The first step is getting a good bicycle floor pump. These usually include gauges and are made to inflate tires faster and easier than the pump you carry on your bike for emergencies. Once you have a floor pump (we carry a good selection), use it to check your tires regularly and ensure they're properly inflated.
This is important because the number-one cause of tire problems is riding with too little air pressure. This happens because bicycle tubes naturally seep air, so even if your bicycle is just parked in the garage, the tires soften over time.
Soft tires make it harder to ride. Worse, they increase the risk of flat tires two ways (this holds true for road and off-road rubber): They're more likely to pick up debris, which may work into the tires and pop the tubes. Second, when you hit holes, ruts, rocks, etc., soft tires can deform to the point that the rim pinches the tube (between the rim and obstacle) and cuts it in two places, which is what's known as a pinch flat or snakebite puncture (because the holes in the tube resemble a snakebite). Besides damaging the tube, this impact can bend the rim, leading to an expensive repair.
Under-inflated tires also lack the sidewall rigidity needed for safe cornering. And, too-soft tires wear quicker, too. So, save yourself a lot of hassle and get a good floor pump and top off your tires regularly. We recommend pumping before every road ride and once a week on your off-road bike.
It's also important to keep an eye on your tires for wear and tear. With enough miles, the tread will wear out or the sidewalls might crack or tear, and when worn like this, tires are much more susceptible to sharp objects. On some road tires, it's hard to tell when the tread is wearing out because it's very smooth even when brand new. One way wear is apparent on your rear tire is that it will tend to square off. When the flattened top of your tire is about 5/8 of an inch across, it's time for new rubber. Also, whenever you can see wear spots on the tread where the threads in the tire casing show through, you know the tire's worn out.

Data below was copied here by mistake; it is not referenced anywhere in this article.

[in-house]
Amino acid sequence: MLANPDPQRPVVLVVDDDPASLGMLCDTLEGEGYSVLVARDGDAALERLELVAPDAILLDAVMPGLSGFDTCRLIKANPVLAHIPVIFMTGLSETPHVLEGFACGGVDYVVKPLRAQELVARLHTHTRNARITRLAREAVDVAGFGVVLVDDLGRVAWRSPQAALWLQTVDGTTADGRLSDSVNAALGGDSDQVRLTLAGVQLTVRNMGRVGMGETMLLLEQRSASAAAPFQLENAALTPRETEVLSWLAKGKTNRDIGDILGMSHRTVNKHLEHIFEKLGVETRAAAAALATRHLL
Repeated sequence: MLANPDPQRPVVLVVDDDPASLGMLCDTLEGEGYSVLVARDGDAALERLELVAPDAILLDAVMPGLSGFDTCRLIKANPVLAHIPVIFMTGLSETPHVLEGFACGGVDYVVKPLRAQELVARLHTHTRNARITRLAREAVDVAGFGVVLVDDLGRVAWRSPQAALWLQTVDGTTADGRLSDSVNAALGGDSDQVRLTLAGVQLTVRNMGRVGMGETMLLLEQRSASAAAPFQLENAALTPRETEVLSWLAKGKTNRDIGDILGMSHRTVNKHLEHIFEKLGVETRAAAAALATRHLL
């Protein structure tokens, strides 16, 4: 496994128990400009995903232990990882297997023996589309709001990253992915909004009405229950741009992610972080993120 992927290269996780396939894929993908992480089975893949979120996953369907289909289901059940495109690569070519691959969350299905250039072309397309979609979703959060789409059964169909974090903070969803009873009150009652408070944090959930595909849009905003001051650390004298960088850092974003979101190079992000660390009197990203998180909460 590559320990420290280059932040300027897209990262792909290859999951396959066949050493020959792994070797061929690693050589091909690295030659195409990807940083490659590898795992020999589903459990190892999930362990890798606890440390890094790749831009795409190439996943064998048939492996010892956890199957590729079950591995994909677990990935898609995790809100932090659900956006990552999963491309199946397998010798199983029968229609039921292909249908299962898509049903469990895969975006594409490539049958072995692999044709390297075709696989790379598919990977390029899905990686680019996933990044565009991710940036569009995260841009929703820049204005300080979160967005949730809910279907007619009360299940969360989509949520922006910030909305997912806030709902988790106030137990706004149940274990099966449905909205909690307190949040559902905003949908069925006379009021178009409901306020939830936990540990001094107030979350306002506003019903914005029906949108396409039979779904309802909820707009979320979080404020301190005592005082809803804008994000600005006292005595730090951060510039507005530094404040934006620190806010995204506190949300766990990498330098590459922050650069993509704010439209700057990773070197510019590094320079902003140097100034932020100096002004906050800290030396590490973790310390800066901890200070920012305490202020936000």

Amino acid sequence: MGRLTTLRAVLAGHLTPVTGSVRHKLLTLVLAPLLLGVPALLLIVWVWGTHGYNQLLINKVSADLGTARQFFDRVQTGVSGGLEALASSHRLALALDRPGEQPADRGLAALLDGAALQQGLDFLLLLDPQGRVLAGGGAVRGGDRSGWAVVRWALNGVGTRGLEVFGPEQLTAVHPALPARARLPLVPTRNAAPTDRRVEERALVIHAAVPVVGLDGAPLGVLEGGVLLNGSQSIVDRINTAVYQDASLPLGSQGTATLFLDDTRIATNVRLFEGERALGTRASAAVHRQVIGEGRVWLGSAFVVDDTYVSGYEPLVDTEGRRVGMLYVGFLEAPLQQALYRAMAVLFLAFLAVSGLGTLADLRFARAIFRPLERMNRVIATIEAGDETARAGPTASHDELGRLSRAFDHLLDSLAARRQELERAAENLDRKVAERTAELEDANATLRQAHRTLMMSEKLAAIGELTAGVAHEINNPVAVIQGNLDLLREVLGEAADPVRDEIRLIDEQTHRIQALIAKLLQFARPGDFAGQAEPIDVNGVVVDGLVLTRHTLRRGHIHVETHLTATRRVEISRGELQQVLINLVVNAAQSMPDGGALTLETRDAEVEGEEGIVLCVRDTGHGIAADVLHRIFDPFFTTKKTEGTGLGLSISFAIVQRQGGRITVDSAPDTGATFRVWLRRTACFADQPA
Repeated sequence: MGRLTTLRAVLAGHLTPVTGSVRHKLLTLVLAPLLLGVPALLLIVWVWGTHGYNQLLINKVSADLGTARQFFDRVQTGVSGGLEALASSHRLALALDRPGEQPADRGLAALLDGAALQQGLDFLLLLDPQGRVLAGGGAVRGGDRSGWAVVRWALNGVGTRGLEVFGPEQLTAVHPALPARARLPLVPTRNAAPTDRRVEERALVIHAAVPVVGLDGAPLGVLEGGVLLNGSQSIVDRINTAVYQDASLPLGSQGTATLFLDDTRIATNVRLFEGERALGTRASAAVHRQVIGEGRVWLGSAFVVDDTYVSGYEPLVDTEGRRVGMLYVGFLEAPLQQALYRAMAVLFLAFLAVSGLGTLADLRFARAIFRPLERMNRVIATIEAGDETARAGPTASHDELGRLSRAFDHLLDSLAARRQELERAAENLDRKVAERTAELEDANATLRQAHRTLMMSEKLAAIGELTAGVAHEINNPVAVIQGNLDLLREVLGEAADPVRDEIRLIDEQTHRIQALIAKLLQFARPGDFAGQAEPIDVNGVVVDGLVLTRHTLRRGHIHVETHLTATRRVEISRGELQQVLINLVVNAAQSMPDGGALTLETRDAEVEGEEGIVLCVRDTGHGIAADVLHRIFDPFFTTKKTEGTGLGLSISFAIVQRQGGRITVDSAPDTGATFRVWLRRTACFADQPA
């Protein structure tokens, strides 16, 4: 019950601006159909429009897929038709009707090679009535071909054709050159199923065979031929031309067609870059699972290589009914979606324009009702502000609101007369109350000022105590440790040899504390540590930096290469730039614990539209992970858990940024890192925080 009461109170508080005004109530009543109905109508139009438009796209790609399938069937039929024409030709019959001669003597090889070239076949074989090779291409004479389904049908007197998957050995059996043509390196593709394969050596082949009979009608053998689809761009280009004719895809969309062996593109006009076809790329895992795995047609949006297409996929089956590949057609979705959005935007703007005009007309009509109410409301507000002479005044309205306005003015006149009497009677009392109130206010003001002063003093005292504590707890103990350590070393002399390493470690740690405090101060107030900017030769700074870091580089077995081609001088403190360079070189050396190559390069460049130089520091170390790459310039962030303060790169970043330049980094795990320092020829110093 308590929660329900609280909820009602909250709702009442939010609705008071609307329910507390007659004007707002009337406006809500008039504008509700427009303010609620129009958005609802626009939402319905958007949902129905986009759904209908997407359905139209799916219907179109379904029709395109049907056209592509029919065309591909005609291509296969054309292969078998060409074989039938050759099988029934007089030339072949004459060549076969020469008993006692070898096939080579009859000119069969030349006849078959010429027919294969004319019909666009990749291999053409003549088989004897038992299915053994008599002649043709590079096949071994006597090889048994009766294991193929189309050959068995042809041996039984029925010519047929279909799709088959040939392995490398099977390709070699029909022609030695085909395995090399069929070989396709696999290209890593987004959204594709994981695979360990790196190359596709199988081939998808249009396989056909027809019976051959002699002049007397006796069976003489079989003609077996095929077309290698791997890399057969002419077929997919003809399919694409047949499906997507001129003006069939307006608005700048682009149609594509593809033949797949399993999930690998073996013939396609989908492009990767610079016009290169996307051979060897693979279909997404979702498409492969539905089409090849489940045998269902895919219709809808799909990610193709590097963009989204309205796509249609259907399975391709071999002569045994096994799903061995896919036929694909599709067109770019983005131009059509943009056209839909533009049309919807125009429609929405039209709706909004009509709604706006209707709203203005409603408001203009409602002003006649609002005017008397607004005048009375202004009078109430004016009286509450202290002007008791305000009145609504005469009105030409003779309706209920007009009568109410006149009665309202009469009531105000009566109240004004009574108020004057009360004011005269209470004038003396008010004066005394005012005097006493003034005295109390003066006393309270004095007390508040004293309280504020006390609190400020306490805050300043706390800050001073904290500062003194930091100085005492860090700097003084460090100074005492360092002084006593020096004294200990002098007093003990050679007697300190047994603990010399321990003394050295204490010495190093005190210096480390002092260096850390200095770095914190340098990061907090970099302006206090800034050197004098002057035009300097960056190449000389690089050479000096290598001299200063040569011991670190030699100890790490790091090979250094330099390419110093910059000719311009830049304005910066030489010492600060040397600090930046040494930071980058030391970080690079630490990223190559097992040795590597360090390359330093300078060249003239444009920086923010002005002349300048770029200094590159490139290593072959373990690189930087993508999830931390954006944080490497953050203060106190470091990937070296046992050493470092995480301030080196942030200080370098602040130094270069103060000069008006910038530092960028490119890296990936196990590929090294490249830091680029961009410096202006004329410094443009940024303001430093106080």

Tracking mileage is another way to gauge condition. Road tires generally last about 1,500 miles when used on the rear and about twice that on the front, though this varies according to the weight of the rider, bike and equipment, and the roads you ride. If you're unsure, feel free to drop by and we'll be happy to inspect your tires.
Besides watching for wear and tear, regularly check your tread for cuts and debris. Sometimes a small piece of gravel or glass will get stuck in the tire leaving a small gash and hiding beneath the surface. If you spot these and carefully pick them out, it'll help ensure they don't keep working their way through your tire causing a flat. Flats aren't always caused by outside objects. Sometimes the culprit is something sharp inside the rim, such as the edge of a nipple hole or a jagged rim seam.
Fortunately, there's an easy trick for telling what's causing flats. When you get one, remove and inflate the punctured tube, and find and mark the hole. If the hole is on the "belly" of the tube (the same surface the valve is on), something inside the rim popped the tube. If the hole is on the outer surface, it was caused by something that penetrated the tire and tube.
Of course, it's very important to find and remove anything that caused a flat. Run your glove or a rag around the inside of the tire in both directions and it will snag on anything sharp, which you can then remove. For punctures on the tube's belly, make sure that the rim strip is fully covering the nipple holes and that it can't move out of position. If you find anything sharp on the rim, sand it smooth with a file or sandpaper.
If you follow all these steps and still suffer more than your share of flats, there are several additional options available, such as flat-resistant tires and tubes, and sealant, which is injected into the tubes/tires to fix flats automatically. Just ask and we'll recommend a solution to make flat tires things of the past.